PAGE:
As law firms have returned to offices and their balance sheets show increased strength, their leaders have noticed that past agitation over partner compensation has re-surfaced. We have been getting the calls. While these concerns are rarely about a firm meltdown, the calls for a compensation review have some common triggering reasons.
Senior Partner Departure
Remarkably, the departure of founders or high revenue generators is not given enough long-range planning. Now the senior partner expects a significant equity buyout or some continuing piece of originations and there is no clear agreed policy to handle the situation. One-off deals may be struck, but they form the beginning of bad precedents that will be the measuring standard for future ad hoc deals.
Generational Turnover and Transparency Issues
If a firm does a 10-year projection of retirements, they may notice that nearly all those who designed the current compensation system, and controlled the decision-making process, will be gone. The next generation may often believe that the past system lacked transparency and did not account for important firm-building activities. While silent about these concerns to this point, this generation wants to see some options for the future.
Compensation Not Aligned with Strategy
We see many firms with a well-written strategy that emphasizes collaboration, innovation, and client support teams. But several years on, they will admit that execution of the strategy is weak. When looking at their compensation system, outsized rewards go to individual financial accomplishments. True, there are subjective elements in the system, but they are not well measured nor aligned with strategic goals. You get the behavior that you reward. There are many new hybrid systems of compensation that address this problem, and we’re seeing some creative work coming out of compensation committees.
Partners Not Leveraging Work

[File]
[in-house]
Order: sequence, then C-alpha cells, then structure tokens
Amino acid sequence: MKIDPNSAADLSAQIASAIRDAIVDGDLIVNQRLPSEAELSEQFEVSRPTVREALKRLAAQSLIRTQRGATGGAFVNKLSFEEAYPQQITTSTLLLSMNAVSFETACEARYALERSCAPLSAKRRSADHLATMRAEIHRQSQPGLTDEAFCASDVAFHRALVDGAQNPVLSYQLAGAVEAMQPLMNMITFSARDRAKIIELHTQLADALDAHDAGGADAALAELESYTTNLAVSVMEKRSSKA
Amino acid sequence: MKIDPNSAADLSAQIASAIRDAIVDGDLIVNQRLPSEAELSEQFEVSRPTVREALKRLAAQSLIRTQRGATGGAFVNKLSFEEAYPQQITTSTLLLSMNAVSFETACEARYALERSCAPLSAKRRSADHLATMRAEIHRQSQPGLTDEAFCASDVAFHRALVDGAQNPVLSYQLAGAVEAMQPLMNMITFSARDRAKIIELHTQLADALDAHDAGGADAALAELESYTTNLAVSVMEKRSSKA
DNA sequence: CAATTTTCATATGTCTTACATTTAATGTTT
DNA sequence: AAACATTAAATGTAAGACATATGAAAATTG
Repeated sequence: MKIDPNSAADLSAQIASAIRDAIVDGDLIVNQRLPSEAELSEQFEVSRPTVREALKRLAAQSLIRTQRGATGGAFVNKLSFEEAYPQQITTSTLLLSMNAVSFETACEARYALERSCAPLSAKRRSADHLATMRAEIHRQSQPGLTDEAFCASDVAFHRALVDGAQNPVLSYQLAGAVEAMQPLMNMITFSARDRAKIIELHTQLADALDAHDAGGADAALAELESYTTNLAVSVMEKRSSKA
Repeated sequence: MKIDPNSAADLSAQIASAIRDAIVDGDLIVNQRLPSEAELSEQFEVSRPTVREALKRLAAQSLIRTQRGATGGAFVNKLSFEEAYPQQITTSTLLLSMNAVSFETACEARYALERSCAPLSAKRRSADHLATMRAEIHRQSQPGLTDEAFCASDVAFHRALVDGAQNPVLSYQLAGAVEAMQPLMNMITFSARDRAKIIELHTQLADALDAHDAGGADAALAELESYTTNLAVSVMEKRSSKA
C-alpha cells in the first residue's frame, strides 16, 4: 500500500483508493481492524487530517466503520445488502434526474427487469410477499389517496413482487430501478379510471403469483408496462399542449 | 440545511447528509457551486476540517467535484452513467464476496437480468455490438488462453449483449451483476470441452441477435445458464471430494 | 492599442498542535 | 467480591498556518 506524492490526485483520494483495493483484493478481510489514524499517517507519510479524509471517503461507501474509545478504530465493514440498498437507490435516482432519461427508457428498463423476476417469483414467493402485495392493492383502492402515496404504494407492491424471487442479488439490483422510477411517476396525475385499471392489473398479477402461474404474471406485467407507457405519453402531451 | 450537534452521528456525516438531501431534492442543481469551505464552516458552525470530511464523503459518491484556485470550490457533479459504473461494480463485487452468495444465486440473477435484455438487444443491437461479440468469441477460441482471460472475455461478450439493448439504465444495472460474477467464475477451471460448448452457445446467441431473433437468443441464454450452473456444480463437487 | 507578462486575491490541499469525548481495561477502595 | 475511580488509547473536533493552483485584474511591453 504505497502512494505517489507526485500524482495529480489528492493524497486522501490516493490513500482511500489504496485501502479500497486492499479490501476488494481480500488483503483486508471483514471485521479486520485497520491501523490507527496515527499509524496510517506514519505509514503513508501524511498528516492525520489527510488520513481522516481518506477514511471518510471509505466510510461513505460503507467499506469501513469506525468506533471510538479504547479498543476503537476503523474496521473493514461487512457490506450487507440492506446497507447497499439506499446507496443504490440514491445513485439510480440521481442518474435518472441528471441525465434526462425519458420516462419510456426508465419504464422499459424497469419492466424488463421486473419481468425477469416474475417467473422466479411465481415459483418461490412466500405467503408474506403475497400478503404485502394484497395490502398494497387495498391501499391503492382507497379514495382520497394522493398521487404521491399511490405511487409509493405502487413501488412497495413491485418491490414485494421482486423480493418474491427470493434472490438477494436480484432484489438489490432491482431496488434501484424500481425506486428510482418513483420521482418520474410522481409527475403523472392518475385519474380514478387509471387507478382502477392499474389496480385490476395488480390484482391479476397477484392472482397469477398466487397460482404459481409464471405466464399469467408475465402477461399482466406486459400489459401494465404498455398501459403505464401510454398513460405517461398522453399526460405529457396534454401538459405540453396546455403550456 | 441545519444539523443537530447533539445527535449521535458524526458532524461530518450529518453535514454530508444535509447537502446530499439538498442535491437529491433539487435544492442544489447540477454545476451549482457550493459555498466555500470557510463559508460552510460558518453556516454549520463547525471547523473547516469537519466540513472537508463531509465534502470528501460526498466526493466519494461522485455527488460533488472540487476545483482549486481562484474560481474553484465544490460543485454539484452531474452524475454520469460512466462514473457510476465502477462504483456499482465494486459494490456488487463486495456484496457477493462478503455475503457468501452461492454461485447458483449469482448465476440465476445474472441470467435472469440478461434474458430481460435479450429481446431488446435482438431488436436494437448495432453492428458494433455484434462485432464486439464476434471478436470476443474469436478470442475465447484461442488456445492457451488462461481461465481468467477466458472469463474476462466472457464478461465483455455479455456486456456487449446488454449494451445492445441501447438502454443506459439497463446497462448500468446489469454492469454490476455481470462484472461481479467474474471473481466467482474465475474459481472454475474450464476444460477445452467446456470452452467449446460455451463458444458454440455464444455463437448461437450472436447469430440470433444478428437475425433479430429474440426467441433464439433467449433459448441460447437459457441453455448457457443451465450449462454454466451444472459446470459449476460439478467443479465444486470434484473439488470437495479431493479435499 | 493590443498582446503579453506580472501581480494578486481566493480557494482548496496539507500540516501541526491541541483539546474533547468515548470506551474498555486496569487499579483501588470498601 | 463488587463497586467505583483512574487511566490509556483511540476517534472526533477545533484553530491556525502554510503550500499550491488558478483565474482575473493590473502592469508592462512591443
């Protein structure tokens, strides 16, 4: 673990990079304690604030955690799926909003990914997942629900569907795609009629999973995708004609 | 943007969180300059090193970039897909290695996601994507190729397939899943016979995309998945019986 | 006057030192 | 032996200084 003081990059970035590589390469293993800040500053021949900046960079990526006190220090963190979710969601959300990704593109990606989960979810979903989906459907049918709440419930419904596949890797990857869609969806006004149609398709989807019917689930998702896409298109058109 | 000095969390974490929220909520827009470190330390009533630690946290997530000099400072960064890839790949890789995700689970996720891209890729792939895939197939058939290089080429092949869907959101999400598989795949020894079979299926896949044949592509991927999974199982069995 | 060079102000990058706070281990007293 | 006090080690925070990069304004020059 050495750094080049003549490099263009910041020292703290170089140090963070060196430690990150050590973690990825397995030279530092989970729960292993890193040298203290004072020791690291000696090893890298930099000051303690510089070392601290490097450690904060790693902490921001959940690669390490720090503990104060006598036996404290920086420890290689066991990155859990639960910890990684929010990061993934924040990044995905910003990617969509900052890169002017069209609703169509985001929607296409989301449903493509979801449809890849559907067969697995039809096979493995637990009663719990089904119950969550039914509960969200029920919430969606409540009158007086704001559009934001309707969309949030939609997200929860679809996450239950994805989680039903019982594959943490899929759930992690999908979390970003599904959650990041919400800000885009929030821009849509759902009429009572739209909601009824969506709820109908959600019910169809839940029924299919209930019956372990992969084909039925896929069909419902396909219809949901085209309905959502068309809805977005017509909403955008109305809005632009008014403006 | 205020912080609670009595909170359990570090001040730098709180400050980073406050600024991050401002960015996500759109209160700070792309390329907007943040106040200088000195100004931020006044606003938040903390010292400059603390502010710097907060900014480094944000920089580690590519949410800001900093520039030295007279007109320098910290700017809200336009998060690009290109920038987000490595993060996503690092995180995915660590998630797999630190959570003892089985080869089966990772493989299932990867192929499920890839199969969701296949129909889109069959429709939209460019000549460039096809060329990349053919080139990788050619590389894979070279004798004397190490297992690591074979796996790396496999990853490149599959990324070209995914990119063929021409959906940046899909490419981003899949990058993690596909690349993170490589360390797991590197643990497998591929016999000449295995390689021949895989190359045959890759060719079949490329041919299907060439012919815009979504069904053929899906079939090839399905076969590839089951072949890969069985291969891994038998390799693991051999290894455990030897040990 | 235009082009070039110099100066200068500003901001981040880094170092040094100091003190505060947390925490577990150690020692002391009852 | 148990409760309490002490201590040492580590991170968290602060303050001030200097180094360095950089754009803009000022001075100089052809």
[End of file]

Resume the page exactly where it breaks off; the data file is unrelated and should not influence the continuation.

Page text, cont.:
Most firms set an annual target for billed and collected hours for partners. However, if the targets are onerous and cannot be balanced with other contributions like internal referrals and associate development, there is a good chance that the partner will hoard hours, rather than delegate them to more junior lawyers. This becomes most noticeable in the last quarter. Production targets should come with a strong message about delegated hours and building teams. We have seen firms reward that team building with explicit measures.
Your Best Potential Leaders Will Not Step Forward
I have interviewed many executive committee members and practice group leaders about the juggling act of leadership time and their client-facing practice work. I ask if their leadership commitment tums out to be matched by the firm’s compensation rewards. (Those rewards usually come via a stipend or a lowered production target.) The answer is invariably “No, but I knew what I was getting in to….”
Is this the best way to develop your high-potential leaders? Running a multimillion-dollar private enterprise should pay well. The best leaders should also get bonuses for meeting enterprise targets. Some of your smartest, most capable leaders are also business generators and reputation-builders. Why would they forego the rewards of their current role? Firms could do a better job of at least not penalizing their future leaders.
There Are Options
If your firm has recently faced one of these triggering events, there is a good chance that you have tackled it with a limited number of options. Few firms have a collective knowledge of multiple compensation systems and processes for decision-making. Opening a world of options and brainstorming solutions could only help your firm move past the perennial concerns about unfair compensation systems.